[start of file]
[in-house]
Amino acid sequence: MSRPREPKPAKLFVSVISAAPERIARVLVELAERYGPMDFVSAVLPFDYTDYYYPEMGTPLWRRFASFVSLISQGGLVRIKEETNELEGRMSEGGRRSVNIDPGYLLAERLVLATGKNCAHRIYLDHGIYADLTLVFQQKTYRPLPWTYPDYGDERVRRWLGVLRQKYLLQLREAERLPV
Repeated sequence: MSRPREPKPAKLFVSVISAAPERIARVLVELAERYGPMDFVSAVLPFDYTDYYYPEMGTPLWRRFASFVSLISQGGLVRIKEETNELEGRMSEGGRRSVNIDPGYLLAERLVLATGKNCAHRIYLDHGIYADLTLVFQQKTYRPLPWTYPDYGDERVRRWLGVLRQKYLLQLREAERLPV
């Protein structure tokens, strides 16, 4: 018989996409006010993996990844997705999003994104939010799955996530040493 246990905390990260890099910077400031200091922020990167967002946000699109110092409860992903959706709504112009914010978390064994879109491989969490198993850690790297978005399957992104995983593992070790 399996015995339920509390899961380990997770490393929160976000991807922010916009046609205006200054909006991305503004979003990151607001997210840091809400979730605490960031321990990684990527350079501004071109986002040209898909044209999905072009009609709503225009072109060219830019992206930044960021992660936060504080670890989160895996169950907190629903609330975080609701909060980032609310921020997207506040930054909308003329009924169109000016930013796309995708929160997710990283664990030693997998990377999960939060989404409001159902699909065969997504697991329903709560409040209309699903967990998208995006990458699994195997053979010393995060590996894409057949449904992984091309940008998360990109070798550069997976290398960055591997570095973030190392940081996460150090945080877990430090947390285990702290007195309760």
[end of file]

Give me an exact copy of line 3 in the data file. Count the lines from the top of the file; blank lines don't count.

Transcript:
Repeated sequence: MSRPREPKPAKLFVSVISAAPERIARVLVELAERYGPMDFVSAVLPFDYTDYYYPEMGTPLWRRFASFVSLISQGGLVRIKEETNELEGRMSEGGRRSVNIDPGYLLAERLVLATGKNCAHRIYLDHGIYADLTLVFQQKTYRPLPWTYPDYGDERVRRWLGVLRQKYLLQLREAERLPV